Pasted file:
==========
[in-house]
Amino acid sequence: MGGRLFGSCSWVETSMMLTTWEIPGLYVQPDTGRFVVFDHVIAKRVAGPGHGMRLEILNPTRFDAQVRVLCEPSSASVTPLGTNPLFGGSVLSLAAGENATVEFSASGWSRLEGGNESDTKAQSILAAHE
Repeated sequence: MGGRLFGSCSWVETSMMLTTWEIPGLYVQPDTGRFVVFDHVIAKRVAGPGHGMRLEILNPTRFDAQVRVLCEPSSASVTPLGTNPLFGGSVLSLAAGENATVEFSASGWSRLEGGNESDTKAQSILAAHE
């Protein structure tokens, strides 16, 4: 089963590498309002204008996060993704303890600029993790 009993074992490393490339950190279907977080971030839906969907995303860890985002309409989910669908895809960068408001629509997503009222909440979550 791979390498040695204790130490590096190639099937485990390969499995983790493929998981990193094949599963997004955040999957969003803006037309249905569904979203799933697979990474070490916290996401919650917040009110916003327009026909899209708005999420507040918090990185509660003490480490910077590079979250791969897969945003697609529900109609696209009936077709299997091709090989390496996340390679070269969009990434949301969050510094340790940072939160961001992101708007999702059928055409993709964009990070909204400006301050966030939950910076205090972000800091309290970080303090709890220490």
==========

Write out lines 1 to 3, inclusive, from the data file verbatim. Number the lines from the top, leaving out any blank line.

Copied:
[in-house]
Amino acid sequence: MGGRLFGSCSWVETSMMLTTWEIPGLYVQPDTGRFVVFDHVIAKRVAGPGHGMRLEILNPTRFDAQVRVLCEPSSASVTPLGTNPLFGGSVLSLAAGENATVEFSASGWSRLEGGNESDTKAQSILAAHE
Repeated sequence: MGGRLFGSCSWVETSMMLTTWEIPGLYVQPDTGRFVVFDHVIAKRVAGPGHGMRLEILNPTRFDAQVRVLCEPSSASVTPLGTNPLFGGSVLSLAAGENATVEFSASGWSRLEGGNESDTKAQSILAAHE